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FRESHER’S WEEK

Returning to education: Survival guide for mature nursing students

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Becky knew that juggling family commitments and nursing studies would be difficult but has taken it in her stride and realised that it IS possible.

As a mature student, I was scared and anxious about returning to education after a number of years out. But as soon as I started, I realised just how normal it is to feel like this and that self-doubts are completely natural.

Here’s my guide on what to expect as a mature student starting your nursing course:

Organisation. Be proactive! If you’ve been working for a number of years before starting you nursing course it should be reasonably easy for you to adjust. No doubt you will have a number of commitments that you already juggle - husband, family, part-time job, and so on. But if you’re not good at juggling, get a good diary management system – paper or electronic, and stick to it. When in university, I treat it as if it were a 9-5 job.

Placements. University will try to be accommodating with placements, but you won’t always be placed where you want to be. And they will not bend over backwards if you have children. Flag up any issues you have getting there, but have contingency plans in place as you may still have to go. Just remember, it’s a few weeks of pain for a life time of gain!

Ask questions. If organising your own “pathway experiences” (where you go to different healthcare settings to shadow), absorb as much as you can and take advantage of every opportunity that comes your way. Look at it as a networking opportunity and a chance to figure out where you want to work when qualified.

Get support. My partner works away much of the time and I really miss this element. But I phone friends and relatives when I need support because you don’t need to do it on your own. Let your neighbours know what you’re doing so they understand you need sleep when on night shifts. Oh and don’t forget to schedule in a small amount of social life too!

Part-time work. I currently work as a Fitness Instructor but will soon be taking up a post as a Healthcare Assistant with a nursing agency or bank. This work is more relevant for my CV and improves my chance for a job at the end. However, know your limits and listen to yourself when considering taking on additional work. I try not to do much part-time work when on placement.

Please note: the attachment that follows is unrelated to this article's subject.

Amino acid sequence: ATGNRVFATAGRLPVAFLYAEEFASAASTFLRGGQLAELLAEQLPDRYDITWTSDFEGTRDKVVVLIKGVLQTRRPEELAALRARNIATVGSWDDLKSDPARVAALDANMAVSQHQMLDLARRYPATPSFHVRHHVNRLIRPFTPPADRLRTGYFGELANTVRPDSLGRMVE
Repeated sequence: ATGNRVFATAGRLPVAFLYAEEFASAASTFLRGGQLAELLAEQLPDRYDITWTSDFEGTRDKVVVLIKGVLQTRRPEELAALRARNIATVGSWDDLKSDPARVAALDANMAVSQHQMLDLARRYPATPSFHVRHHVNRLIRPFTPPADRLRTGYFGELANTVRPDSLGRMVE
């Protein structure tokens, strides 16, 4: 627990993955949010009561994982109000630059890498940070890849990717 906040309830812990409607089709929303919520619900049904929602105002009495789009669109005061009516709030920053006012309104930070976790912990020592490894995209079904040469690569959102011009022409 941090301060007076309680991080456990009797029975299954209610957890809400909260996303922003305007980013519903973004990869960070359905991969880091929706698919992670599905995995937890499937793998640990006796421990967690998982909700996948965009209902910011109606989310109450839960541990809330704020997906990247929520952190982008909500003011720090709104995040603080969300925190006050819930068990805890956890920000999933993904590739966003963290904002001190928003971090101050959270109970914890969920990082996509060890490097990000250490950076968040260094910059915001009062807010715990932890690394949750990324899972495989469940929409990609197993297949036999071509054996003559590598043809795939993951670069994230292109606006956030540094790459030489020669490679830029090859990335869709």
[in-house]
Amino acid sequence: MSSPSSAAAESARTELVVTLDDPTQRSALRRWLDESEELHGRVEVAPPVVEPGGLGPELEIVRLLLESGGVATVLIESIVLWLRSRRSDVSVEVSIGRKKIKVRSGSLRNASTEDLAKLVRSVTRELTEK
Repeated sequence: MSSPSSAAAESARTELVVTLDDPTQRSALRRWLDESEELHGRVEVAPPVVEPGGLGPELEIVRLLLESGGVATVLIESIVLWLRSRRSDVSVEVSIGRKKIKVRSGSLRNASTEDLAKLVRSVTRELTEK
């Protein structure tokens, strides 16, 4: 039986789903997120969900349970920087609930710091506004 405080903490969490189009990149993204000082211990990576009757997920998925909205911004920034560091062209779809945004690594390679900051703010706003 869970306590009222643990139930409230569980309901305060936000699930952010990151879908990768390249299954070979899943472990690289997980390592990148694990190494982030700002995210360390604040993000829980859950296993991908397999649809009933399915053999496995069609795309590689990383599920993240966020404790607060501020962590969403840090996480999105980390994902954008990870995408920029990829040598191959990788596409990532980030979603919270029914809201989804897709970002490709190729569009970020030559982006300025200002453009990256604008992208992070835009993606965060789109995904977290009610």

Nutrition and sleep. Eat well, sleep well. We teach our patients the importance of sleep hygiene and diet and fluid intake but often forget that the same applies to us. I cannot stress this enough. I felt more able to cope with placement when I got organised about what fuel I put in my body. Plan your meals ahead and freeze batches, this save on stress and feels amazing after a long shift.

Confidence. I believe nursing is becoming a harder course to get in to, with limited places and increasing quality of candidates. Don’t let that frighten you - you have as much right to be there as anyone else. The students in my cohort are of all ages, come from a variety of backgrounds and have a wealth of different experiences. Get support from them and help each other out as much as you can but be careful not to be too helpful either - don’t become the go-to source of information as this can be draining. Students need to learn how to find information for themselves!

 

Becky Kidman is in her 1st year studying mental health nursing at Birmingham City University

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Readers' comments (1)

  • Katie Sutton

    Fully agree with all these tips Becky!

    Some of the things I've found have helped me as well:
    - the iPhone app 'ATracker' for keeping track of time spent doing various things and making sure I get a balance of work and leisure - I don't track everything, but I make sure I log fun, work and study.
    - studentnurse.org.uk/forum is a great support network, as is Twitter!

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